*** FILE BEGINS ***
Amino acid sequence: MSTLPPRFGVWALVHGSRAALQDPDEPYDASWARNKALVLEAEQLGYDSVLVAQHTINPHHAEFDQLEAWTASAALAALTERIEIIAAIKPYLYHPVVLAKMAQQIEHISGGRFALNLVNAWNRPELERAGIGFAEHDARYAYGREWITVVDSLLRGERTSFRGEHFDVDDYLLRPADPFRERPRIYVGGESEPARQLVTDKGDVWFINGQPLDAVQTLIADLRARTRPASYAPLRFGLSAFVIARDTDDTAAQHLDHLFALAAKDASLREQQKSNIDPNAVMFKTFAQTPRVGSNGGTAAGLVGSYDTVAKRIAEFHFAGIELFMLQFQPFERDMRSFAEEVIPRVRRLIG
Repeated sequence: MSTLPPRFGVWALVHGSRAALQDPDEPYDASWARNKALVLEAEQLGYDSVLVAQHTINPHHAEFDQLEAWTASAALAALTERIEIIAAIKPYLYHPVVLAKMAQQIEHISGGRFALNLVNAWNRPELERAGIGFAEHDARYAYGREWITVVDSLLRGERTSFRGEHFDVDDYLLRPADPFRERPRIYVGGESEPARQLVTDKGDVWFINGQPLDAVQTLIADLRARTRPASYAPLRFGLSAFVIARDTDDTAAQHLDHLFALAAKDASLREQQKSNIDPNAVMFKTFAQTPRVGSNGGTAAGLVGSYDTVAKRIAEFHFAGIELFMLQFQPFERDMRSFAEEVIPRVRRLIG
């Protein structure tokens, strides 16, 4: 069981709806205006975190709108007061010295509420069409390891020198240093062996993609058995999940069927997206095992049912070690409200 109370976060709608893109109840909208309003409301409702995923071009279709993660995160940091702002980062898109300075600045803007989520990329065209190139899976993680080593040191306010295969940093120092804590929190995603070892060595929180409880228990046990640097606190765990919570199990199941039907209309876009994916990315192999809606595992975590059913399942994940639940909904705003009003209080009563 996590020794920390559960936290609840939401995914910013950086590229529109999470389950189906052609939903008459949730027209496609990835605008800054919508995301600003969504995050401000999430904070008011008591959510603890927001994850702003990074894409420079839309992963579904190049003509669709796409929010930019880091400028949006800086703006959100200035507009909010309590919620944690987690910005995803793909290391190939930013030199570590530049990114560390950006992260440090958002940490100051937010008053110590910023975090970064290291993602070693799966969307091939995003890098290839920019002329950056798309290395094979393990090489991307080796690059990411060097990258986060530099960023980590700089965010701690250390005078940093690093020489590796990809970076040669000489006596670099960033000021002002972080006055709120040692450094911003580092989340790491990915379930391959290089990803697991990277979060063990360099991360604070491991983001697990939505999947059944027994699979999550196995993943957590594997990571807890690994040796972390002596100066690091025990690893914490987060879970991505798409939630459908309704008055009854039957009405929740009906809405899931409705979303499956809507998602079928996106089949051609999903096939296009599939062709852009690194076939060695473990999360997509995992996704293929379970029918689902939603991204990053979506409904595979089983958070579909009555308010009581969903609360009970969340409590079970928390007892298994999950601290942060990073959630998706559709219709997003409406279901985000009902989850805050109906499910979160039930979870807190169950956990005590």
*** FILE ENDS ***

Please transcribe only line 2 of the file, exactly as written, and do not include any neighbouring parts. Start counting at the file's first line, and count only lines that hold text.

Repeated sequence: MSTLPPRFGVWALVHGSRAALQDPDEPYDASWARNKALVLEAEQLGYDSVLVAQHTINPHHAEFDQLEAWTASAALAALTERIEIIAAIKPYLYHPVVLAKMAQQIEHISGGRFALNLVNAWNRPELERAGIGFAEHDARYAYGREWITVVDSLLRGERTSFRGEHFDVDDYLLRPADPFRERPRIYVGGESEPARQLVTDKGDVWFINGQPLDAVQTLIADLRARTRPASYAPLRFGLSAFVIARDTDDTAAQHLDHLFALAAKDASLREQQKSNIDPNAVMFKTFAQTPRVGSNGGTAAGLVGSYDTVAKRIAEFHFAGIELFMLQFQPFERDMRSFAEEVIPRVRRLIG